Tuesday, January 11, 2022

Trial And Error (MY Eng #37)

This is part of a running series about English idioms - less about language, more about life itself. Previously, we covered 'missing the woods for the trees', 'the elephant in the room', 'practising what you preach', blowing hot and cold', 'no smoke without fire', 'one swallow does not make a summer', 'apples and oranges', 'cut to the chase', 'leave no stone unturned', 'that's the way the cookie crumbles', 'can't have your cake and eat it too', 'old is gold', 'putting the cart before the horse', 'mountain out of a molehill', 'pot calling the kettle black', 'bite the bullet', 'go the extra mile', 'silence is golden', 'the devil is in the details', 'sink or swim', 'once bitten twice shy', 'don't count your chickens before they hatch', 'don't put all your eggs into one basket', 'chicken and egg', 'walking on eggshells', 'flogging a dead horse', 'better late than never', 'storm in a teacup', 'between a rock and a hard place', 'darkest before dawn', 'empty vessels make the most noise', 'birds of a feather flock together', 'separate the wheat from the chaff', 'let sleeping dogs lies', 'open a can of worms' and 'light at the end of the tunnel'.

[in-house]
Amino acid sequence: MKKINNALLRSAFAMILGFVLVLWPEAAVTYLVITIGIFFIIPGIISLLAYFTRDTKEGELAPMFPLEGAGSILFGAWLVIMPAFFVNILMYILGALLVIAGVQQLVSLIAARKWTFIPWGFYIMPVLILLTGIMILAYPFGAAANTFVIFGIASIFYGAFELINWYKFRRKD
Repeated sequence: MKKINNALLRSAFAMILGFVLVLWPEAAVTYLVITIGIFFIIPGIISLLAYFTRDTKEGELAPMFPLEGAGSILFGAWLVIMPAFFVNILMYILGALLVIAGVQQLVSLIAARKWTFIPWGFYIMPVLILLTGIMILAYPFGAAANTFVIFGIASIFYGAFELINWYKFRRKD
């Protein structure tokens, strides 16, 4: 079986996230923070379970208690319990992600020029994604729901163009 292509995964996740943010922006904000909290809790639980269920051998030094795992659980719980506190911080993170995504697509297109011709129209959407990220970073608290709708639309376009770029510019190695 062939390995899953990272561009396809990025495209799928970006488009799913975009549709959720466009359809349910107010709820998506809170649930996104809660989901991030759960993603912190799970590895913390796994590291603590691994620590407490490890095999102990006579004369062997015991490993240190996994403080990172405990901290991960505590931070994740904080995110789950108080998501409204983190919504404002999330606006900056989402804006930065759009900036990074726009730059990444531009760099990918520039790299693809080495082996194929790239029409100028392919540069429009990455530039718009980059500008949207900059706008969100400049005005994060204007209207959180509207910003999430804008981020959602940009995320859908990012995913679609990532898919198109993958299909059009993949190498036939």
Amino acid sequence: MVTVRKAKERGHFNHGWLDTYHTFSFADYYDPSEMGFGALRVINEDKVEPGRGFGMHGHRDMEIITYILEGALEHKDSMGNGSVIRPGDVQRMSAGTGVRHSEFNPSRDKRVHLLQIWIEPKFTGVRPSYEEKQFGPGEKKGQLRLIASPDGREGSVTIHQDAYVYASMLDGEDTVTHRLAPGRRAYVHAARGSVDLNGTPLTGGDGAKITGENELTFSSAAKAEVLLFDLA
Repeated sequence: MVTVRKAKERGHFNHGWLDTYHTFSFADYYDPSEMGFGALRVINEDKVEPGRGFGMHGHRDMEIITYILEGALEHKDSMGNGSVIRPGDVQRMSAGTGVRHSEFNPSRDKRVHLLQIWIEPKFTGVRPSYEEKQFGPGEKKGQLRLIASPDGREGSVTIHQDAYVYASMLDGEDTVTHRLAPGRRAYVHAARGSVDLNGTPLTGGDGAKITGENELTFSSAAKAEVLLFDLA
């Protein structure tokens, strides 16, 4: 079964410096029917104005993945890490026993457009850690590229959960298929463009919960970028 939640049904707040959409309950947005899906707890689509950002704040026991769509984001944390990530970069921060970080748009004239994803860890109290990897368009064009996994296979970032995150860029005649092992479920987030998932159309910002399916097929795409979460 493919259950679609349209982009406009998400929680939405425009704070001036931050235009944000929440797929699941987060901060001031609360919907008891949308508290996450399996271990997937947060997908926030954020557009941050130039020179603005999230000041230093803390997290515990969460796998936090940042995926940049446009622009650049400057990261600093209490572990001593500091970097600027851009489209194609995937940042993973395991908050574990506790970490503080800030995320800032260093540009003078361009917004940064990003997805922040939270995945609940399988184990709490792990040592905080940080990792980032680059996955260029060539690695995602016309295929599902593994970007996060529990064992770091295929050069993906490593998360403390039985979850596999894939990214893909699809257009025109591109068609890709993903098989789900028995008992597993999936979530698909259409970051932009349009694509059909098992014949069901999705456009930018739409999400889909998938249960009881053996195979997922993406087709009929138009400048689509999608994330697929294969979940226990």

It's good to set lofty goals. Nothing wrong being ambitious. Progression is part of life. We've all keep on moving to bigger things.

But often times, things don't work out according with our best-laid plans. Unforeseen circumstances. Personal miscalculation. Someone else dropped the ball.

So don't panic if something goes horribly wrong. Mistakes are bound to happen. Nobody is perfect.

Keep your cool, stay the course. Don't stop shooting for the stars just because your rockets fail to flare during the first launch.

* * *

A simple message, but a timely one. The pandemic has disrupted all our lives in many unexpected ways. Now, more than ever, it's important to keep in mind that living is all about trial and error.